Applying to this situation here, it’s not the laws I’m talking about but out mindset. We can change our mindset if we want to. I did want to and the last couple months have been a whole new life for me. I refuse to be a victim, but not everyone will. I’m going to call out someone who’s desire to be a victim makes them a weak pansy by choice. In a lot of ways, we millenials are victims of society in that we are being attacked our peers. But we don’t have to live there. We can move on from that one time we were victimized. It’s like with a mental disorder: you just need to realize you need to get better. Any way…

(Another post for another time).

It would kill the millennial spirit to post positive, un-emo, not-suicide-endorsing, content to Twitter and Instagram. We have raised ourselves, with the help of our suffering, oh so poor and abused peers, to think this way and see no way out. Yes, your kid’s friends are to blame as well. Millenials are so easily influenced because we are looking for any comrade no matter how hateful. We put up with the abuse we blame you for from our “friends”…We want any comfort no matter how much poison it comes with. And you, as the parent or guardian, are out of the picture because they are convinced you don’t love them and will turn them out or shun them.

Let me take a moment to say one thing though. Your child is having a rough time for so many reasons: poisoned by friends, by media, and having a rough time due to the economic strain and job market. If they come limping back, or you see that they are in dire straights, don’t get angry and say you will kick their ass for ending up in a way. Love them, help set them back on their own two feet, and give them a gentle push. Like on a swing. Or riding a bike. Sometimes we fall off. People are tribal creatures. We are not created to be alone. Maybe your child hurt you when they left. Forgive them for they know not what they did. Be the parent—the bigger person—let it go and help. Reach out. Don’t wait. (More for another post at another time.)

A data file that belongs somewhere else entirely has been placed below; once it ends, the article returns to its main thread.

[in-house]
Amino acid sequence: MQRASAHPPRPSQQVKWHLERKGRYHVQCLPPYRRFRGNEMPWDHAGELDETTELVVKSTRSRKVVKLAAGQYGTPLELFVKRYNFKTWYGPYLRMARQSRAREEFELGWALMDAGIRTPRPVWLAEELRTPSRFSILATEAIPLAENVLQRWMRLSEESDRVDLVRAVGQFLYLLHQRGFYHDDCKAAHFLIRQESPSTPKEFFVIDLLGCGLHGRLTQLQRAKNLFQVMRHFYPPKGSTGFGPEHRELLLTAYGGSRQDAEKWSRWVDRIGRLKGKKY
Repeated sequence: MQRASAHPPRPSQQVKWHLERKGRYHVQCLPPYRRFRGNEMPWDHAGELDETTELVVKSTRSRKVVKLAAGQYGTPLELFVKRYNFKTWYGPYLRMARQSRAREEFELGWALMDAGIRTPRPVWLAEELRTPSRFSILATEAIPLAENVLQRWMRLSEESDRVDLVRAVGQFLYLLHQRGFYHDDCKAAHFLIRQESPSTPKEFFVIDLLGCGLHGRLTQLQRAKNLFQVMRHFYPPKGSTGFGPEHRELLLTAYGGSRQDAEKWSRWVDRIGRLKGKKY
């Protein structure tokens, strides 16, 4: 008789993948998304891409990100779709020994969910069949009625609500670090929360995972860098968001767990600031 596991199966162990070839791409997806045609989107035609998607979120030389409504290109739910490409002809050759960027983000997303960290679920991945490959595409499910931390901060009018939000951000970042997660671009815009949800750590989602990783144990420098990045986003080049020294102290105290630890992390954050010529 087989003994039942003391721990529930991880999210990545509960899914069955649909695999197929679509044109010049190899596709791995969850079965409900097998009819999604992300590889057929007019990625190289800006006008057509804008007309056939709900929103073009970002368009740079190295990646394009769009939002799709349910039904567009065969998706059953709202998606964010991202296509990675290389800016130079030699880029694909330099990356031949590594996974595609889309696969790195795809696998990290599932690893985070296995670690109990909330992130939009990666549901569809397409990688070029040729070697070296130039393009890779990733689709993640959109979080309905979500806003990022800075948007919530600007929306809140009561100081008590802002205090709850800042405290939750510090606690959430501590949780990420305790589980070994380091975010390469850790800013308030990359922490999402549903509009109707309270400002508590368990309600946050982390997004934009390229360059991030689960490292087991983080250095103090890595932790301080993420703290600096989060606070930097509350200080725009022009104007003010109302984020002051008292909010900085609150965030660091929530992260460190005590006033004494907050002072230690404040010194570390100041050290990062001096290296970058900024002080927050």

Now, when we do need help, most millennials don’t want handouts (no, seriously, some of us like to work for what we need) but just make them take it. Don’t shower them in money, gifts, and comfort. Just supplement. Help them find a job (my millennial siblings: take the retail job…it may be for ten years, but it’s not forever), help them find a place they can afford, give them some groceries and send them on their way. Tough love. But please note, it IS love. Not just tough. You are lucky to have an oportunity to step up and prove your child and his peers that they were wrong: you did love them and still do.

It’s hard to show even tough love when your baby seems so wrong. Maybe they are doing drugs. Maybe they turned out gay or got pregnant. There are more ways to get screwed up for my generation than there were 30 years ago. If you raised this 20-or-30-smoething year old kid to the best of your abilities and the best way you knew how—with LOVE—then you did fine. As a millennial, I am sorry. I am not sorry for how my generation is because I can’t help that—even though I think we’re all super screwed up. I’m not apologizing for the poor specimen you churned out. And they probably weren’t even that. They were a good kid, tried hard, did what they thought would get them through life (we were all told to be good, get a job, go to college and it will all fall in to place…well…). But this world wants to see mankind fail. You are one –or a lucky two—parents against the world. God bless you for what you did, even if you don’t see it as a success. Think about it, please. You did an amazing job. You versus 7 billion other people who want you, your morals, loving efforts, and child destroyed.

It’s only going to get worse for your grandkids. Everything goes from order to disorder and that goes for our galaxy. Think about thousands of more years of going to disorder. I’ll be gone by then, thank goodness, but my gosh I fear for my descendants. I just have to do my best. Like you.

Please don’t give up on millenials and generation Z. We need your support and wisdom, not your condescension and resentment. We don’t need your snide “Back in my day” comments. You are the ones who shape how we see the world. Because of that attitude we turn to our peers and thus end up with a blind leading the blind scenario.

My point is, you can’t blame yourself for how your babies are turning out. You can’t blame us either as we didn’t make the world we were born in to. But I know some mothers out there who probably cry themselves to sleep over the choices of their darlings. I defend you and thus ask that you not blame us either. We have an illness and love is the cure. Stick together, support each other, and brave the storm. Don’t throw yourself overboard and leave us in the gale–you did what was right.